Circular economy, Tech Knowledge

How Web technologies became the cornerstone of Human development. (Part 1)

For the past 30 years, the world has been divided into “Developed nations”, “Developing countries” and the “Third World”. While these arbitrary labels might make sense from a socio-historico-economic perspective, they completely break down when it comes to web technologies. This article looks into parallels and trends between web development and human development.

The many worlds

Every day, our neighbours, communities and institutions remind us that we are bound to a certain space and a typical environment. It is indeed very easy to get swept by set dichotomies and see ourselves as “suburban “, “country”, “middle-class”, “redneck”, “elite” or “marginal”. Meanwhile, small businesses and big corporations often look at people in terms of “consumers”, “clients”, “markets” and “revenues”. But these are all outdated tags that have completely lost their meaning in recent years.

Multiples web technologies
Everyone is part of the World Wide Web…

Nowadays, it is the web technologies that we use that define us as both individuals and citizens. Whether you live in Central Africa or Eastern Europe, how often you access the internet, use social media and/or shop online will give you a global online identity. The socio-economic divide has been shifted from who has access to local educational and health facilities to who has access to online resources and products.

The few hands

Ideally, the World Wide Web would support global access to materials and knowledge for everyone with little to no barrier. After all, online services are available 24/7 and you only need to have an internet connection to make everything purchase, education or business possible. The recent proliferation of self-help videos, blogs and e-books is a testimony of the culture of Do-It-Yourself in which governments’ participation is supposedly reduced.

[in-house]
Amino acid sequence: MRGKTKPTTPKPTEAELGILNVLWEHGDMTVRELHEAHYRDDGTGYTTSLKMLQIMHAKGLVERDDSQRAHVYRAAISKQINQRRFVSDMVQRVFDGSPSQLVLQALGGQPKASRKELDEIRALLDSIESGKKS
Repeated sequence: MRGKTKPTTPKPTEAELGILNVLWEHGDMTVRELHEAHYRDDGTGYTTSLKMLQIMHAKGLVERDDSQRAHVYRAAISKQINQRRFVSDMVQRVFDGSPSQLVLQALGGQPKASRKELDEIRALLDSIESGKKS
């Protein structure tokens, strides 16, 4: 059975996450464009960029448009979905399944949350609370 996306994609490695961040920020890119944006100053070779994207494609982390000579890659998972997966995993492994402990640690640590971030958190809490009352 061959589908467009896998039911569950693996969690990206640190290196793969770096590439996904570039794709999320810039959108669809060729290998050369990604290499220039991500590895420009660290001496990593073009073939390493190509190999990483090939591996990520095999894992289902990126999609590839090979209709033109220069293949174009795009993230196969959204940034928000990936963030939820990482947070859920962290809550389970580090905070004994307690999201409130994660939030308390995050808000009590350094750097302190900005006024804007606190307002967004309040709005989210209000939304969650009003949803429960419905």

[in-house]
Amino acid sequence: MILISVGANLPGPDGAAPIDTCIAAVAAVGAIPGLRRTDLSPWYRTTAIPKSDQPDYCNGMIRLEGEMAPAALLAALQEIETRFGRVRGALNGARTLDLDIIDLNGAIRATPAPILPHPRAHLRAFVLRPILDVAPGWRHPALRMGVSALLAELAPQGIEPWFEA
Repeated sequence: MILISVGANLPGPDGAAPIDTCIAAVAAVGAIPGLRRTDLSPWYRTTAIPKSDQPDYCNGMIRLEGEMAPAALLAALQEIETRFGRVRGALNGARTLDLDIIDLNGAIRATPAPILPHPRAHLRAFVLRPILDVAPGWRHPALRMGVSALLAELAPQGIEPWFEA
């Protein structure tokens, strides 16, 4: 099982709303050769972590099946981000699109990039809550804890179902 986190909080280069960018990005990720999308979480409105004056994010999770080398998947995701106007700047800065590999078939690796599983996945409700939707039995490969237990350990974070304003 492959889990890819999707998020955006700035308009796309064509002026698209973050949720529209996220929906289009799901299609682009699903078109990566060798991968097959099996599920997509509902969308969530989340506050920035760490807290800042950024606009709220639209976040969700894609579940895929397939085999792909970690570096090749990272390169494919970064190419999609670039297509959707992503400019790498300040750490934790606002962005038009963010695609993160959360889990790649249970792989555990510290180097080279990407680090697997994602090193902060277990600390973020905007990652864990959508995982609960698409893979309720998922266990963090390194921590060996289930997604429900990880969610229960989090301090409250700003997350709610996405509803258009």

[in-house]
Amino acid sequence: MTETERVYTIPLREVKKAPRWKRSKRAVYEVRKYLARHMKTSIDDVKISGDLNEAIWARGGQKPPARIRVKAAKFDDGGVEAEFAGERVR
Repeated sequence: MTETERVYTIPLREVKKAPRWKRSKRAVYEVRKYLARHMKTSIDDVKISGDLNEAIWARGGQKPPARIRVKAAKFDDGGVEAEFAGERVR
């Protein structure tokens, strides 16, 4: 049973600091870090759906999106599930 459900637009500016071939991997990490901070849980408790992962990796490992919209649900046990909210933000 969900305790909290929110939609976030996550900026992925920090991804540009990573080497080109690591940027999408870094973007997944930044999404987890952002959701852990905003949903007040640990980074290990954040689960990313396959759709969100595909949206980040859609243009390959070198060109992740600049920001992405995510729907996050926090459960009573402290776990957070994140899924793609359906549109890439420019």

Billions of non-users
…but there are 4 billion non-users of the Web.

But what happens if your country lacks the nation-wide telecommunication infrastructure that makes internet accessible in your town? How can you browse at length when electricity is too unreliable for you to recharge your phone? Why would you shop online when there are no practical means of transportation to deliver the goods locally? And how do you even pay, if you don’t have banking details or online payment accounts? Principles and realities collide very harshly on the cluttered road-map of human development when you bring in the small prints.

Diversity vs Adversity

If left to their own proverbial devices, many Big Tech companies would gladly ignore the inequalities that are built into their vision of web technologies. Why would it matter to them if those at the margins experience so many barriers when attempting to enter the world of Apple, Amazon and Netflix? With web standards agencies perpetually lagging behind, the emergence of an inclusive web relies almost exclusively on start-up projects and privately-funded ventures.

Content monetisation has pros and cons.

Quality software and online content are now provided, not by well-established decade-old organisations and corporations, but by enthusiastic creators and ad hoc educators. In return for sharing their knowledge and skills on Slack or Youtube, these improvised tech developers get rewarded via platforms such as Patreon and Buy me a Coffee. Still, there is a price to pay to access such facilities over time: users have to give up 5%-10% of their revenue in commissions to the native platform…along with their data.

As we have seen earlier on, web technologies are fast changing and bringing new paradigms in place. This means that for every venture capitalist hogging the spotlight, there will be at least 3 social capitalists lurking in the shadows. In part two, we will look at some projects that favour app-based fundraising as a mean to support the growing circular economy.